Differentiating Personal and Population Health
Adopting a Salutogenic Approach for Understanding the Dimensions of Health
The Meaning of Ill Health (Sickness) and Good Health (Wellness)
- Sickness: The Presence of Disease and the Experience of Illness
- Wellness: More Than the Absence of Disease and Illness
- The Process of Health Status Designation: Separating the Dimensions of Health
Understanding the Difference between Health Inputs and Health Outcomes
Health Status Indicators
- Single-Item Measures: Global Self-Rated Health
- Composite Measures: The Health Utilities Index
Indicators of Ill Health: Limits to the Standard Approach
- Morbidity and Mortality
- Disability and Utilization of Health Services
- What Can We Learn about Health from Disease and Death Rates?
Indicators of Good Health: The Challenge of Measuring Wellness
- Sense of Coherence
- Canadian Index of Wellbeing
- Health Expectancy: Estimating Future Health Status and Quality of Life
The Need for a Mixed-Methods Approach to Measuring Health: Surveys, Statistics, and Stories
- Population Health Surveys: The Canadian Experience
- Health Diary Studies and Illness Narrative Accounts: The Importance of Digging Deeper
Part Two: Exploring the Factors That Shape Health and Wellness
4. Making People Healthy: General Determinants of Health and Wellness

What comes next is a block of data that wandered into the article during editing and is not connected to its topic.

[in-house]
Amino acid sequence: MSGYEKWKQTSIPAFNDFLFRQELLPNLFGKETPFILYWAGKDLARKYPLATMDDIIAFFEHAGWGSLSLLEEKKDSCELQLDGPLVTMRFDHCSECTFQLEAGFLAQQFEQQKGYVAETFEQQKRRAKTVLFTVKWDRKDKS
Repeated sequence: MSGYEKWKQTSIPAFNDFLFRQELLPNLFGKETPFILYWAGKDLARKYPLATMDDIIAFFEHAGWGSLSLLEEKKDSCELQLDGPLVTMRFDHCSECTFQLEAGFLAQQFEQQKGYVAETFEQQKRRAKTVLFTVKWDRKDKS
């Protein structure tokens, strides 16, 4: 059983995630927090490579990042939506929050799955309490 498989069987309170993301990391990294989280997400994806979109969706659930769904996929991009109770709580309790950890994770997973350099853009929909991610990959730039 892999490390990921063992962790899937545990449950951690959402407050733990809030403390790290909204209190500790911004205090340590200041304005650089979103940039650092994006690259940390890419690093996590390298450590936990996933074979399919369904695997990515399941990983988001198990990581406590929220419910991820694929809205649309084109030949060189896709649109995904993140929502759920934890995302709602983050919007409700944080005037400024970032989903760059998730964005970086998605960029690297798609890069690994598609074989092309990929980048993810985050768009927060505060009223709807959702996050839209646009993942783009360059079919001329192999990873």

What Makes People Healthy? Two Different Answers
Personal and Structural Health Determinants
The Major Determinants of Population Health: An Overview of the Four Key Factors
- Biology
- Lifestyle Behaviour
- Environment
- Use of Formal Health-Care Services
The Relative Importance of Health Determinants
- Upstream and Downstream Health Determinants: Jason's Story
- Primary and Secondary Determinants: Moving Upstream
- Understanding the Cumulative Effects of Health Determinants: A Life Course Approach
- Estimating the Health Benefits of Major Determinants
The Determinants of Good Health and Ill Health
5. Addressing Sources of Inequality and Health Disparities: Socioeconomic Status
Understanding Social Inequality
Social Determinants of Health Disparities: Income, Occupation, and Education
- Income
- Occupation
- Education
The Social Gradient of Health
Explanations of the Social Gradient in Health
- Materialist and Neo-materialist Explanations
- Cultural Behavioural Explanations
- Psychosocial Explanations
Income Inequality and Population Health: More to the Story
Reducing Social Differences in Health: Is It Possible to Close the Gap?
Toward an Intersectional Theory of Health and Socioeconomic Status across the Life Course
6. Addressing Sources of Inequality and Health Disparities: Gender
Health and Gender
The Importance of Sex- and Gender-Based Analysis in Health Research
Gender Differences in Health
- Women Live Longer Than Men
- The Genders Differ in Major Causes of Death
- Women Are Diagnosed as Suffering from More Ill Health Than Men
- Women Make More Frequent Use of Formal Health Care Than Men
- Gender Differences in the Social Determinants of Health
Explanations of Gender Differences in Health and Illness
- The Role Accumulation Hypothesis
- The Role Strain Hypothesis
- The Social Acceptability Hypothesis